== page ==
Table Saw v Miter Saw

Discussion in 'FAQs' started by rockislandmike, Apr 6, 2004.

  1. rockislandmike

    rockislandmike Active Member

    Hey guys, my brother beat me to the punch on a digital camera, so I get the old family one for eternity. I was sort of looking forward to a new camera, but the one I have now does the trick.

    Sssooooo . . . I'm considering either a table saw or a compound miter saw, and thought I'd get your opinions on which to spring for.

    My biggest concern is my lumber loads; I've gotten significant orders in the last couple weeks already, to the point I really don't wanna bother my father-in-law to cut them down for me anymore. I know the tablesaw would do them fine (they start out as 2x6's, and I cut them down in all three directions), but I think the miter saw would be a better long term investment, **IF** it would also do the trick on 'em.

    Thoughts ?????
  2. scottg28

    scottg28 New Member

    I am no expert on compound miter saws, but I can't see an easy way to rip 2x6 with one, at least not the $300 - $400 I have seen. I bought this from sears for $129 about 15 months ago:

    Craftsman 10 in. Table Saw, Benchtop

    Features direct drive, 15 amp, 2-7/10 hp, a 36 tooth carbide tipped blade, standard arbor, 3 in. maximum cut depth and a 45 and 90 degree bevel index. Rip capacity to right 24 in., left 10-7/8 in

    It has been a real workhorse for me, and I have ripped quite a bit of lumber. The only problem I have encountered is, if you choose not to anchor it to floor, you need to get it on a level surface and even then if you have a tough rip in wetter wood it may want to buck if you go a little too fast. I scavanged so concrete form 2x10 which I will someday use to build the majority of my benchwork and did a test rip to create 5 - 2x2 (well sort of almost 2x2s) but it did fine and this was a 12 ft board.

    btw I bought it and the new router I had to have to build the oak chest that now sits at the end of our bed as part of birthday gift for my wife. It took two months, she loves it, and I have a table saw and router for building my train. you just can't beat that.

  3. ezdays

    ezdays Out AZ way

    Got a compound miter saw, table saw and radial arm saw. For ripping, the table saw is obviously the tool to use, although you can rip with the radial arm, it gets kinda tricky. More than once I sent a piece through the wall when the blade grabbed on. I also have a split thumb thanks to the radial arm saw throwing a small piece back towards me. The compound miter does a great job of crosscutting, but usually can't cut wide boards. The one I have is a sliding compoud miter and still can't cut more than about an 8 inch wide board. The radial arm can crosscut up to about 15".

    If I had to choose only one, I would get the table saw since it can rip and crosscut and even do compound miters if you need to. The truth is that I have the miter saw only because Habor Freight had it on sale for under $100. Yeah, that's right, a 10" sliding compound miter saw for I think $89.95, freight included. You just have to wait until they go on sale, but you can't beat that price anywhere.
  4. jon-monon

    jon-monon Active Member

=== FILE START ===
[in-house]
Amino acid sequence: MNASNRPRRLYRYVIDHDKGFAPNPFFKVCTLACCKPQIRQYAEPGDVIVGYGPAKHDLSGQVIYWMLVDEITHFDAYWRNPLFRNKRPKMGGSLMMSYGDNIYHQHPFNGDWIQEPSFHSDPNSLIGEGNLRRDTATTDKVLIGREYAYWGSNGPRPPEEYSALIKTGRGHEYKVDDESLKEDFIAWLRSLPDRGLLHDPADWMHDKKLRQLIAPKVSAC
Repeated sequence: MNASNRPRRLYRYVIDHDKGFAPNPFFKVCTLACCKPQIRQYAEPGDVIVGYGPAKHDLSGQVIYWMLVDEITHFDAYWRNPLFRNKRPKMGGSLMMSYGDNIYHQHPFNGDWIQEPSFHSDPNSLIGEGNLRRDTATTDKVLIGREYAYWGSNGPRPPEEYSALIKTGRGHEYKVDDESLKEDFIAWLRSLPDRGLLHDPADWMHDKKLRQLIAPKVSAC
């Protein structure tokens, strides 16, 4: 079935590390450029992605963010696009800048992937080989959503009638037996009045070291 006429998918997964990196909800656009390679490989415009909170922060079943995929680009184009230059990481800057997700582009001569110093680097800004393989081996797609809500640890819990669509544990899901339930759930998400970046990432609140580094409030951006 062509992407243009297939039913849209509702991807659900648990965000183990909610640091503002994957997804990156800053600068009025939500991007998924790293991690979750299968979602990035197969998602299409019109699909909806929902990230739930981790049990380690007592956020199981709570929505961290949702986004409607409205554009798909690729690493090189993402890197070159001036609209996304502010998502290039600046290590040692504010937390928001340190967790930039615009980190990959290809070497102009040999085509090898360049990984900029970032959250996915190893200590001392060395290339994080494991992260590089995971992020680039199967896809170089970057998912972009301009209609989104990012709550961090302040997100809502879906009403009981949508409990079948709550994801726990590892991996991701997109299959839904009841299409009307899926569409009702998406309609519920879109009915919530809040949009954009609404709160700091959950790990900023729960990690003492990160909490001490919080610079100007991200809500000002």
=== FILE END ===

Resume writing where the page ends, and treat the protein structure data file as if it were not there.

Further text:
I agree the table saw should be first for most uses. It's not easy to cut small stuff with the compound miter saw. The latter is great for framing pictures, making shadow boxes and other projects requiring a precise angle, and also for building walls (chopping 2 X 4's). You can always do the miter cuts the oldfashioned way if you need to, but the table saw is indespensable. IMHO: a 10" table saw and a decent circular saw are the best first two woodworking powertools to buy, for wood working or gen home maintenace and projects.
  5. chipmonk

    chipmonk Member

    well i have both a mitter and table saw and pretty much all work needing a mitter saw can be done on a table saw though the opposite is not true. a mitter saw is good for cutting long boards to length quickly(for benchwork, legs, griders and such). a talbe saw can also be used for this but it doesnt go quite as fast. the biggest advantage of a table saw it that fact that you can rip very thin pieces of wood and cut small pieces safely and easily without the threat of "sending lumber through walls." so my advice would be to start with the table saw, later down the road though you may want to consider a mitter saw as it can be very usefull.

    Good luck:thumb:
  6. rockislandmike

    rockislandmike Active Member

    Well, guys, thanks to your comments I took the plunge, and bought myself a table saw today at lunch. Not top of the line or anything, but a brand name that I trust (which is important to me, in anything with scary teeth that spins at some obscene speed).

    Thanks again.
  7. Tileguy

    Tileguy Member

    Mike, an inexpensive Mitre saw that will probobly do 99% of your requirements can be had at K-Mart for about 90 bucks.

    Benchtop is an off brand but as a pro tile contractor i occassionally need to do some work with dimension lumber.I have a pricy model at home but have found this small lightweight lil unit to be just the ticket for tossing into the back of the truck and abusing at job sites.Mind you i would not want to use it for cabinetmaking but for dimension lumber it has enough power to deal with 2x material and 3/4" oak and maple boards.
    Its been in service for 4 years and has never failed me even though i really abuse it.
    I reccomend investing in a differant blade than the one that comes with it.A Pirhanna or marathon carbide tipped are good choices and will run around 20-25.00
    If you do not abuse it,the blade will service your needs for many years at home.

    This is one way to have your cake and eat it too ;)

Share This Page